- collage supplies - old magazines, foam letters, stamps, colored pencils, etc
- glue (Elmers)
- clothes pins or binder clips
- paintbrush (an old one)

1. Grab as many pieces of paper you want in your notebook.
2. Shuffle all the papers around aligned as accurately as possible on the left edge (the covers too).
3. Attach clips/pins to short sides near the spine so they hold the book together.
4. Place your notebook between two books so that the spine and the clips are all that shows. Use these books to hold your book together as you glue.
6. Paint glue on the spine with your brush.
7. Wait a couple seconds and add second layer of glue.
8. Keep squeezing it all together with your fingers and move glue that squirts out around the spine with your brush.
9. When the glue is dryish, take the clips off.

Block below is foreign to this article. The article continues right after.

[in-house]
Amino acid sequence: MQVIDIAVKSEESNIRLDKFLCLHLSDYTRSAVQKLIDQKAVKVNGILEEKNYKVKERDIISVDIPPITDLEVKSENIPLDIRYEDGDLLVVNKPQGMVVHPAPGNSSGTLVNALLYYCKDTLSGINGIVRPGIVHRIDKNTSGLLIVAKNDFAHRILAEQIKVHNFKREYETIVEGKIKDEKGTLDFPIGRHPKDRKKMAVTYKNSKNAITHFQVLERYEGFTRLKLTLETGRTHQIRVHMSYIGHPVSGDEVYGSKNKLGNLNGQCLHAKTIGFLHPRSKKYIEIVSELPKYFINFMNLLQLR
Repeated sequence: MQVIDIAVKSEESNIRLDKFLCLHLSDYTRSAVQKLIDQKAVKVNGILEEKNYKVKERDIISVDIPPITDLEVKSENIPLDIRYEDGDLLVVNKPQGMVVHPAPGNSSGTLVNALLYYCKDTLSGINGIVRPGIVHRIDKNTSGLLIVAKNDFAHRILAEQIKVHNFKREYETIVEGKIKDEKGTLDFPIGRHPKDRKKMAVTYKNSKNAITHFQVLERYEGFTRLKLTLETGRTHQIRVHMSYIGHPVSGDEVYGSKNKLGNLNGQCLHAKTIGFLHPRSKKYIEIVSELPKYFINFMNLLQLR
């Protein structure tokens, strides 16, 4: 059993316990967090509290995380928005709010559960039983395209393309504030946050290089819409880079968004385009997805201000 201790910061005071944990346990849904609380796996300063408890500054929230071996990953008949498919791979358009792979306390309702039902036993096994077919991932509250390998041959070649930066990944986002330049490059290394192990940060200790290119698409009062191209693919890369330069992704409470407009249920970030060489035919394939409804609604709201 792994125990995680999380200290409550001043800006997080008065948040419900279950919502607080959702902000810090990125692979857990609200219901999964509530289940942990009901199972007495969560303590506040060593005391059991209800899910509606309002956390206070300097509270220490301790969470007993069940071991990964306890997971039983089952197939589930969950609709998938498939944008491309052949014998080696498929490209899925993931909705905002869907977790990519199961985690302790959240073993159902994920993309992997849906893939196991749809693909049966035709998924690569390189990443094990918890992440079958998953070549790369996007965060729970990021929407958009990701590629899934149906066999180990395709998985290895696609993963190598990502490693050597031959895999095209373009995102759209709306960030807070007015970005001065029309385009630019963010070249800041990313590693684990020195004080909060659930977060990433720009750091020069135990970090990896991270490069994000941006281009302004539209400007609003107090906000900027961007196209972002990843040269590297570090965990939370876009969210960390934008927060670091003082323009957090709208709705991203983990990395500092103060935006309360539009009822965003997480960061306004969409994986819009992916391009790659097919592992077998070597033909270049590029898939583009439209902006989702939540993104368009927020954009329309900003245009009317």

10. Press the notebook between wax paper sheets, lay it on the table, and palce heavy books on top and leave for 10-30 minutes until it’s totally dry.
11. Decorate your cover plate - you’ll glue this on later. Check if your notebook is totally dry.
13. When it’s dry, fold the spine cover over your book with the spine in the middle as much as you can.
14. Take it off and make sure the creases are right.
15. Paint glue on spine paper – especially the edges and center.
16. Press it on the spine.
17. Glue your cover plate on and you’re good to go!

Squishy Circuits

Squishy Circuits Kit 
Conductive and insulating dough



Walk through the circuit basics lesson plan.

Step 1: Insert the 2 leads from the battery pack into 2 pieces of conductive dough, separated by a lump of insulating dough (we recommend using food coloring to differentiate the doughs—our purple dough is conductive and white dough is insulating).